The 6 fragrance families of a perfume
How many times have you described a perfume as being light, cool, strong, hot, sweet or heady? If you’re a fan of fragrances than you probably already know that you prefer floral perfumes, or light aromas for the summer and sensual ones for the Winter… well, the perfume specialists have also made that their business! And that’s precisely why the international perfume references divide perfumes into 6 fragrance families.
With an intensity scale that starts with the lighter aromas and ends with the most concentrated, the main fragrance families are as follows:
- Citrus: this category, also known as “fruity”, gets its aromas from the peels of citrus fruits such as oranges, lemons, grapefruit, tangerines and bergamot. It is one of the most popular fragrance families because it produces light, cool and stimulating perfumes, which most people enjoy. Besides being one of the main components in men’s perfumes, citrus is also the primary note in most unisex fragrances.
- Floral: this fragrance family relies on the sensuality and olfactive power that only flowers are capable of producing. In this category, many perfumes are created with only one type of flower – such as the rose, the violet or jasmine – but the other beauties of Mother Nature are not forgotten and the result is the creation of genuine bouquets… placed inside bottles that are as equally beautiful! For obvious reasons, florals are almost exclusively present in women’s perfumes, but also serve as inspiration for many romantic fragrances.
- Ferns: although its origin is in the french term “fougères” – which is the specific name of a plant – it presents an interesting curiosity: that plant has practically no aroma! But it seems that was the purpose… in other words, this fragrance family represents the freshness of herbaceous plants and grass. Normally associated with clean and pure aromas, the fern category is mainly present in classic men’s fragrances.
- Cyprus: this distinct fragrance family got its name from a famous perfume created in 1917 by François Coty, which was named precisely “Chypre” (the french word for cyprus). The features that identify this group are, without a doubt, the mixture of hot and cold notes, which seem to bring together the best of perfume’s both worlds. This surprising juxtaposition is possible thanks to the aromatic combination of citrus and more concentrated notes, which remit to earth essences such as wood and moss.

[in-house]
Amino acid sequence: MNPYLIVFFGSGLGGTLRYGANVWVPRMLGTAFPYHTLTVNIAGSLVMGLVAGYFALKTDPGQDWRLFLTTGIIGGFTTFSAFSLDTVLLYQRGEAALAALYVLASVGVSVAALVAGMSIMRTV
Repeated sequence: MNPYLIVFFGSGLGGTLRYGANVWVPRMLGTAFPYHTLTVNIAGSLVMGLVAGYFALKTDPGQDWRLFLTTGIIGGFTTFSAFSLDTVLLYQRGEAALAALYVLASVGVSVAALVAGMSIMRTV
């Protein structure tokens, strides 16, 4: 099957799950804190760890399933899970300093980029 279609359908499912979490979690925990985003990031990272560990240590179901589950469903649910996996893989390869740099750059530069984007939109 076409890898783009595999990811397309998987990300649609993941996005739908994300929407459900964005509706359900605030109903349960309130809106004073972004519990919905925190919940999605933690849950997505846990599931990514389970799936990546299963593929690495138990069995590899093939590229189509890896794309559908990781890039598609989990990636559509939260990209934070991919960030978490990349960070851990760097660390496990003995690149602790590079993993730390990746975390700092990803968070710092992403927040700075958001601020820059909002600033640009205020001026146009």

- Woody: just as its name indicates, this aromatic group uses only the best wood to produce deep and seductive aromas. However, only the most luxurious wood – such as pine, sandalwood or cedar, for example – are good enough for conferring woody perfumes their very personal characteristics, in this case durability and consistency. This family is joined by some balsamic resins: the well known incense and myrrh, whose aromas couldn’t be more intense. Used in both men’s and women’s perfumes, they result best when combined with citrus and florals.
- Oriental: considered the most intense olfactive experience, this fragrance family is based on the divine combination of exotic spices – pepper, anise, cinnamon, vanilla, among others – and floral aromas. Gone are the times when essences such as musk, amber and some animal notes were dominant in oriental perfumes. The rise in prices of these rare and luxurious products, practically “forced” perfumists to look for more economic alternatives and, luckily, they found them – they’re called “synthetic equivalent molecules” and permit the reproduction of any aroma you can imagine!